But since we got back together, and maybe a few times in the past, we have a problem. I’m always ready for penetration sex. We build up to it with hours of foreplay. When he puts on the condom and gets ready to enter, he … wilts. He literally has developed some sort of last-second performance anxiety, right about when he puts the condom on. I’m there ready to GO, and he is back to square one like a nervous virgin. I haven’t made a big deal about it. I usually shrug it off and head down for a blow job (which he loves), and he pops right back up again. So we’ll try penetration again and … nothing. I love our marathon sessions. I orgasm several times through other methods and always make sure he does too. But I also want good old-fashioned bed-busting penetrative sex, and I want to expand to anal. I don’t think this is ED—he is skilled with other forms of sex and stays hard throughout—so I don’t think ED pills would help. It’s not for lack of trying, or his wanting to. I think this is a mental block rather than a physical one.

—Wilted

Dear Wilted,

Are you sure the condom is big enough? Seriously—half the wilting willies I’ve encountered in my personal life have just needed a larger condom. It’s about girth, and many people are surprised by how not-really-huge the larger size is.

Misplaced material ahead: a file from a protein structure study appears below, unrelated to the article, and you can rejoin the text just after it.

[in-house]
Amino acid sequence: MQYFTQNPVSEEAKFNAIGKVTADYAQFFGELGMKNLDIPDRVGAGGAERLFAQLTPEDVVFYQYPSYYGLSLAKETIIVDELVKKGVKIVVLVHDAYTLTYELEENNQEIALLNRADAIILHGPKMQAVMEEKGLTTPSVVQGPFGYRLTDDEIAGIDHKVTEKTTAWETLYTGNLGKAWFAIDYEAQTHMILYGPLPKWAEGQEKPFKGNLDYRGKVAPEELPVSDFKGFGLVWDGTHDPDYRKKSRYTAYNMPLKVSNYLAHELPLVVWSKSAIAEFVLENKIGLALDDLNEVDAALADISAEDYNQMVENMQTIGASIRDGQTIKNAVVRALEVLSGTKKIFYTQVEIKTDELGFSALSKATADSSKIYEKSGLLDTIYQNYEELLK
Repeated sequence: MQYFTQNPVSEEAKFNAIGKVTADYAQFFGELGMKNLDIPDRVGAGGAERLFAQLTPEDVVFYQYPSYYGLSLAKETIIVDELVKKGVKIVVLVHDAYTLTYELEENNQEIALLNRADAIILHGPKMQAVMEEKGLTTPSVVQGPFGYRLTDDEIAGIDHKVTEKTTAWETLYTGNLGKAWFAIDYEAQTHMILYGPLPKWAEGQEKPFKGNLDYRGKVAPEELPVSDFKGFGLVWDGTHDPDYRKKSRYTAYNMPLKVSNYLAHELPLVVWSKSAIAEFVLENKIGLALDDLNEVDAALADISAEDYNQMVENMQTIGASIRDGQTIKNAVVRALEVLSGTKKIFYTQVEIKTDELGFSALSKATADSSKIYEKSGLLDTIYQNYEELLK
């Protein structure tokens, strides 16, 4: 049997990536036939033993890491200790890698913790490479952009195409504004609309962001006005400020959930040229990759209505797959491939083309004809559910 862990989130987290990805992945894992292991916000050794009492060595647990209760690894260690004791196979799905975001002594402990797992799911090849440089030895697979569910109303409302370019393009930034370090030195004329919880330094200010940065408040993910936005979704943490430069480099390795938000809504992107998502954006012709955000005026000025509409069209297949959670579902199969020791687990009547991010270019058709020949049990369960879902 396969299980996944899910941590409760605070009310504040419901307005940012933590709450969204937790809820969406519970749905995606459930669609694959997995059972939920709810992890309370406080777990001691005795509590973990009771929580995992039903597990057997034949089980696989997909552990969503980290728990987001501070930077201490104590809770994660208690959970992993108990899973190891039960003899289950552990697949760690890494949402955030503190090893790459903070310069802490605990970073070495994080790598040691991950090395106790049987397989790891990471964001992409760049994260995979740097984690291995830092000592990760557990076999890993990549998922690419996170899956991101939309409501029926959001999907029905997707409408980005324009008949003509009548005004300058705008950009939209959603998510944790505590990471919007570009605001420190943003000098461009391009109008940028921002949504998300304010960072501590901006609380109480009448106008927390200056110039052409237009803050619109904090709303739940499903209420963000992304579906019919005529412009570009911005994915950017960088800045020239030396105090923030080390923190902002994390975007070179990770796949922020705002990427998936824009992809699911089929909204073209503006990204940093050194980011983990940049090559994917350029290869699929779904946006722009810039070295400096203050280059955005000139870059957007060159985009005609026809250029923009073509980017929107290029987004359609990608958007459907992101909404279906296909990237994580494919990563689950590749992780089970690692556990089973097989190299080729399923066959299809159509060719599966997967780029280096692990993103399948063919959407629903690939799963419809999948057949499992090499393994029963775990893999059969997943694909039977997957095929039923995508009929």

You can also try digging into what your partner is experiencing emotionally during these attempts at penetrative sex. It’s possible that there’s some performance anxiety happening, or the condom reminds him of something that undermines his erection. You may be right that ED meds won’t help him, but a conversation with a professional might.

Before I wrap up, I want to point out to you how lucky you are to have a good, supportive friend whom you have an incredible sex life with. I know sometimes it’s hard to be appreciative when we aren’t getting something we really want, but you’ve hit a certain kind of jackpot, and I hope you realize that. Dwelling too much on one act here seems unlikely to change it, and it would be sad if it undermines what you two do have.

—Stoya

More How to Do It

When I had sex with my first boyfriend when I was 17, he came very quickly, within a minute. He was embarrassed. I told him it was normal—I think I confidently asserted this based on teen movies—and that he would last longer the next time. The thing is, he never really did. Every time we had sex, after maybe a minute or two, he’d have to pull out or he’d be done (yes, he tried the baseball trick). The other thing is, I started to really love this. It turned me on so much that he couldn’t help but lose it with me. We ended up dating for six years.

Well, we broke up last summer. I’ve had a fun time exploring sexually, because up until then, we had more or less been each other’s only partners. My problem is that I miss my two-pump chump, so to speak. Some guys can really go a long time, and seem proud of their “stamina,” but my vagina gets pretty tired after a few minutes! And I’m not sure if this is a thing, but I think it’s almost a fetish for me now to have a man come quickly; I find myself seeking out premature ejaculation porn sometimes. This sounds ridiculous, I know, but what can I do here? Put on Tinder “must come embarrassingly fast during sex”? How do people deal with guys who want to bang for 20 minutes straight?